Paraprofessionals in Bethel Park School District have been working without a contract for nearly three years and it appears the district and the union representing those employees are not particularly close to reaching a new agreement.
The school board and the union both rejected a state fact-finder’s nonbinding report. The school board unanimously rejected it at the regular meeting May 28 and again in a special meeting June 5.
The district’s contract with the Paraprofessional and Aides Educational Support Unit expired June 30, 2016. The two sides met 39 times over the past three years to work out a deal and then asked the state Labor Relations Board to hold a fact-finding hearing in an effort to break the impasse.
The fact-finder’s recommendations did not satisfy either side.
School board members said their main sticking point is not the typical topics of contention in contract disputes, salary or health insurance contributions, but flexibility. District officials want the ability to change paraprofessionals’ assignments and place them wherever they are most needed.
Paraprofessionals are educators who assist teachers in the classroom. Many work with special needs students, caring for those students’ emotional and physical health.
Others work as instructional aides or computer paraprofessionals.
District officials said under the current contract, if a special needs student in one building is absent, the paraprofessional assigned to that child cannot be easily moved to another building without going through a negotiation process with the paraprofessionals’ union.
“That makes it very difficult to meet the needs of our students,” said Director Jim Means.
The district wants to change a section of the contract known as Article 3, which requires the district to negotiate with the paraprofessionals’ union before school officials change an employee’s working conditions. It also wants changes to a section known as Article 23 that limits position transfers. District officials want to be able to move employees from one building to another without having the employee file a grievance.
Those provisions exist to protect employees from burdensome changes to working conditions and they have been in the paraprofessionals’ contract for decades, said Walt Michalski, negotiator for American Federation of Teachers Pennsylvania, the union representing paraprofessionals in Bethel Park.
“The district’s argument on Article 3 holds no water,” Michalski said.
Special education paraprofessionals typically work with several children, so if one child is absent, the paraprofessional who works with him will still be needed elsewhere in the building. The district’s proposed changes to the contract could allow administrators to move a computer paraprofessional to fill the role of a special education paraprofessional as needed, Michalski said.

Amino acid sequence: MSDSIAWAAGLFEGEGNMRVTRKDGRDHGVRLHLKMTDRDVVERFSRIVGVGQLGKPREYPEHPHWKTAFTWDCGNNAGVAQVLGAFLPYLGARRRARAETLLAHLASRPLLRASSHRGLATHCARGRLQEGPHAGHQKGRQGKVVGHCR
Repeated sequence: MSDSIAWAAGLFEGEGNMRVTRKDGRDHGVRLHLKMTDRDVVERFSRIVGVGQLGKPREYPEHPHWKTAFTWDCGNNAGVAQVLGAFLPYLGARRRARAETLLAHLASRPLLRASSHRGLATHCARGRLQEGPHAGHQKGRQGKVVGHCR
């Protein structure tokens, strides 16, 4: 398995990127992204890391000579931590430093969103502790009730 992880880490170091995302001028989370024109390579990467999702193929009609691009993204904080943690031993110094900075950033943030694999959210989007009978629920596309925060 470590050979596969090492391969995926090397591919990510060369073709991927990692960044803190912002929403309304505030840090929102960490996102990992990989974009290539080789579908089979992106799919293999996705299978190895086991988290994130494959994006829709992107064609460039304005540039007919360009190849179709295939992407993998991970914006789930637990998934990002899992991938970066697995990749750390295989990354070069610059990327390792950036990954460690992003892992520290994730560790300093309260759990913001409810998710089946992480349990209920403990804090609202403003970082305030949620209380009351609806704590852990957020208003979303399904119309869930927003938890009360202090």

The fact-finder sided with the union and recommended against the district’s changes.
In the report, Fact-Finder Richard Dissen wrote the expired contract already gave the district the ability to involuntarily transfer employees after meeting certain conditions.
“The proposal by the district (would) substantially enlarge that authority but provide no recourse to an affected employee,” Dissen wrote.
For salary, the fact-finder recommended the raises the district proposed, but district negotiators wanted those raises contingent on changes to Article 3, which the fact-finder did not endorse. Under the district’s proposed wage chart, paraprofessionals would be given retroactive raises to 2016, when the contract expired.
New hires are typically paid $11.69 an hour now, but they would be paid $12.09 an hour next school year and $12.29 an hour in 2021-22, under the proposed wage chart. Those at the top of the pay scale, at step 10, are paid $17.84 an hour now, but they would be paid $20.54 next year and $22.04 in 2021-22.
The fact-finder also recommended changes to employees’ health insurance contributions, with employees paying an additional 1 percent starting in 2020 and in the following year, 1.5 percent, but only for those at the top of the pay scale.
The two sides will continue to negotiate. In the meantime, paraprofessionals will work under the terms of the expired pact.
In another matter, the board agreed to spend up to $100,000 on window protectant for all school buildings. The district will make the purchase through Sun Control Plus and the upgrade should improve security in the schools.